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Articles Home » 1988 Articles » Pantera - 1988 Power Metal
Pantera - 1988 Power Metal

ARTIST: Pantera
ALBUM: Power Metal
LABEL: Metal Magic
YEAR: 1988


LINEUP: Phil Anselmo - vocals * Diamond Darrell - guitar * Rex Rocker - bass * Vinnie Paul - drums

TRACK LISTING: 01 Rock The World * 02 Power Metal * 03 We'll Meet Again * 04 Over And Out * 05 Proud To Be Loud * 06 Down Below * 07 Death Trap * 08 Hard Ride * 09 Burnnn!! * 10 P.S.T 88

WEBLINKS: www.pantera.com

Nothing much in the ensuing years since Dimebag Darrell's senseless murder in 2004 has done much to ease the loss or memory of one of heavy metal's greatest guitarists, but the music left behind gives some hope in his absence. 'Power Metal' was a pivotal moment for Pantera, it saw Anselmo make his vocal debut but even two years before 'Cowboys From Hell' made them superstars there was little indication that Pantera would make the radical musical leap from traditional heavy metal to a more aggressive thrash based ethic. That's not to suggest 'Power Metal' isn't aggressive itself. Far from it. Like 'Projects In The Jungle' and 'I Am The Night' this is true heavy metal with gallop. The lyrics were still primitive party style, but essentially that's what makes metal enduring. It must again be stated that those fond of mocking Pantera prior to their image and musical change in the 90's are missing the point. This is superior metal.

The Songs
Think 1988 and what Iron Maiden, Saxon, Megadeth, Anthrax and Slayer were up to for example and 'Power Metal' honestly makes a joke of all of those acts. It's headbanging anthem after anthem with Darrell's riffing something to behold. Key point in particular the title track, noticeably the halfway section where 'Diamond' unleashes a barrage of riffs that quite simply astound even a seasoned listener like myself. It once and for all defines the art of heavy metal and makes Judas Priest circa 1988 absolutely shameful. There's not a poor track, even a remake of 1985's 'Down Below' betters the original and Anselmo initially was an emphatic improvement over Terrence Lee (Terry Glaze) when it came to the high pitched stakes. Keel's Marc Ferrari helped pen 'Proud To Be Loud', obviously very Keel flavoured. It takes nothing away from the energy Pantera's own 'Rock The World' or 'Over And Out', the latter which contains a blast beat or two. 'Hard Ride' and 'We'll Meet Again' shows Pantera had yet to fully shake their AOR leanings, impressive as always melodically, but followed by the uncontrolled riffing and energy of 'Burnn' shows where the bands minds were. Darrell contributes his first and last vocal with party rocker 'Pussy Tight', and once and for all Pantera had left behind the Def Leppard and Kiss influences and developed their own identity.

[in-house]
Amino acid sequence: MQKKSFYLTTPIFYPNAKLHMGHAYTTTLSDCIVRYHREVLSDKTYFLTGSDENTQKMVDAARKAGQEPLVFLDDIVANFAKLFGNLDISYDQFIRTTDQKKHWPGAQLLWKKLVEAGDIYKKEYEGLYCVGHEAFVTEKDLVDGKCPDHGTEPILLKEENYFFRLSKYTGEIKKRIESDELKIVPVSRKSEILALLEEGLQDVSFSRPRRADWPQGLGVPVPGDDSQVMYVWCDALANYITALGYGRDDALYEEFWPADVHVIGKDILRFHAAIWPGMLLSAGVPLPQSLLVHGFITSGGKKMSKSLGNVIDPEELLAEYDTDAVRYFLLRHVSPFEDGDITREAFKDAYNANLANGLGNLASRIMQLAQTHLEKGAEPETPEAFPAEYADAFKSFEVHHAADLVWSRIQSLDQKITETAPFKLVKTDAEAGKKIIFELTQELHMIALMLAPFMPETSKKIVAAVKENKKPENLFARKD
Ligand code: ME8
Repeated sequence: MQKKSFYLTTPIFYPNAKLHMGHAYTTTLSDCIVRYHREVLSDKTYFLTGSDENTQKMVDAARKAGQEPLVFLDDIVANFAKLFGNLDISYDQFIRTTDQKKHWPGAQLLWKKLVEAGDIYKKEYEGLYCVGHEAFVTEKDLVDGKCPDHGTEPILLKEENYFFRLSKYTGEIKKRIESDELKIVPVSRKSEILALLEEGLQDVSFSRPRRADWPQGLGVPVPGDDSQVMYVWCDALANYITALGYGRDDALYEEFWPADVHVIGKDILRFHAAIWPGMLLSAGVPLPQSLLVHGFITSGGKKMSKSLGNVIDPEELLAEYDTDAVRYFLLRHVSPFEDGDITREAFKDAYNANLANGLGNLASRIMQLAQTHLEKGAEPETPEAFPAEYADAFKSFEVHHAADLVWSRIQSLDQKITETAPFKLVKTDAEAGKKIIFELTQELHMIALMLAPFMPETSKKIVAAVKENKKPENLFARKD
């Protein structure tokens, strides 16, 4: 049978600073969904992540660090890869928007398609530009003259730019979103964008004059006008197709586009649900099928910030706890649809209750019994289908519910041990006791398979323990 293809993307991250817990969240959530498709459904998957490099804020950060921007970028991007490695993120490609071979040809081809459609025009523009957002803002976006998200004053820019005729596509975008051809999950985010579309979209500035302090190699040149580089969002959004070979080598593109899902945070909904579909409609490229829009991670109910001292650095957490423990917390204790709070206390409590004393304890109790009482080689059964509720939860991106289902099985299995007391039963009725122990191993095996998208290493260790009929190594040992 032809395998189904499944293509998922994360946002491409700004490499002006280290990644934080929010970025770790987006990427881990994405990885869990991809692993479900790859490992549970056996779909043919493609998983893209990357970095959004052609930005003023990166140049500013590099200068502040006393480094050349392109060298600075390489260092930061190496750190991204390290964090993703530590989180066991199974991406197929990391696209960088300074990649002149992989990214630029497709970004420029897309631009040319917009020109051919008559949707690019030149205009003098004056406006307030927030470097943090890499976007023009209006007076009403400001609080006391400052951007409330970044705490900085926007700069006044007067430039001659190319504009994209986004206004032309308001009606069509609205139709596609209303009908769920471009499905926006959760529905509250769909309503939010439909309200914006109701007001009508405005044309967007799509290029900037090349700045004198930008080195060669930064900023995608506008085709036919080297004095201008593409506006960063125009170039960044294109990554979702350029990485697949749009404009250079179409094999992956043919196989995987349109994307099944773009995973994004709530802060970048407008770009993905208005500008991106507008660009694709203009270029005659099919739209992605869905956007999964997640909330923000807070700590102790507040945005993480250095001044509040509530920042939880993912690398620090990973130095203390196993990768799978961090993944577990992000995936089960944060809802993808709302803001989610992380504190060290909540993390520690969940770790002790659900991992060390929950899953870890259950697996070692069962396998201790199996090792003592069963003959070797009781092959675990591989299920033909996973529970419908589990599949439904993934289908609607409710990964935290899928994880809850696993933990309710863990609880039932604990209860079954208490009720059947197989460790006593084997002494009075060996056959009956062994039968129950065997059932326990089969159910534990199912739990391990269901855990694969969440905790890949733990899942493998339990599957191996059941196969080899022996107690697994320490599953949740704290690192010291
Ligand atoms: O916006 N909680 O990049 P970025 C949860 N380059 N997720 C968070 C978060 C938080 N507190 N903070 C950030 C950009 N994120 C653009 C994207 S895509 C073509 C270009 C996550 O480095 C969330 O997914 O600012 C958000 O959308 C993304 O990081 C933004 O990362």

In Summary
This has never been easy to obtain, but deserves some kind of proper release. With Darrell's death surely someone would have thought it proper to expose the world at large to the earlier albums that still remain in limbo. 'Power Metal' is such a great testament to the spirit of heavy metal that it's nonsensical to let it gather dust. This is as important as any of Pantera's 90's output and honestly you'll find me listening to this before 'Vulgar Display Of Power'.

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Tags: Pantera 
#1 | gdazegod on June 14 2007 21:10:13
Agreed, this is excellent stuff. All of their Metal Magic releases from 1983 to 1988 are all worth getting. The thrash stuff from 1990 onwards I would steer clear of.
#2 | Jokerdean on January 09 2008 18:06:02
Great release here...much more melodic than the later stuff.
Stand Out Tracks for me are...Power Metal and Proud to Be Loud.
Dime's Riffing and Solo's are incredible..even Phil's Vox
are classy...a must have IMO...Thumbs Up
#3 | reyno-roxx on January 09 2008 22:05:28
I agree that these Metral Magic albums should be reissued, although all have been bootlegged on CD. 'Power Metal' was the only one of the four to gain an official release on CD. The vinyl version was more easily available.
I wouldn't say the stuff since 'Cowboys From Hell' are records to be avoided. 'Cowboys From Hell' is certainly worth more than a cursory glance. I still have the original mix of the album on a tape I got from Vinnie before they signed to Atlantic. As well as the mix the running order is different from the eventual release.
#4 | jeffduran on July 08 2008 19:37:11
Agree should have a re-release! I love to break this stuff out for hard core Pantera rivitheads. These close minded brutes are about as accepting of this as Micheal Richards performing at the Apollo. score 8
#5 | sabace on July 22 2009 13:40:45
the review is spot on! a really great record! dimebags guitar is sensational!
#6 | dangerzone on April 10 2013 04:07:32
It's truly hard to believe that 'Far Beyond Driven' debuted at number one back in 1994. Surely there's never been a heavier album in that spot to this day. What a great band Pantera were.
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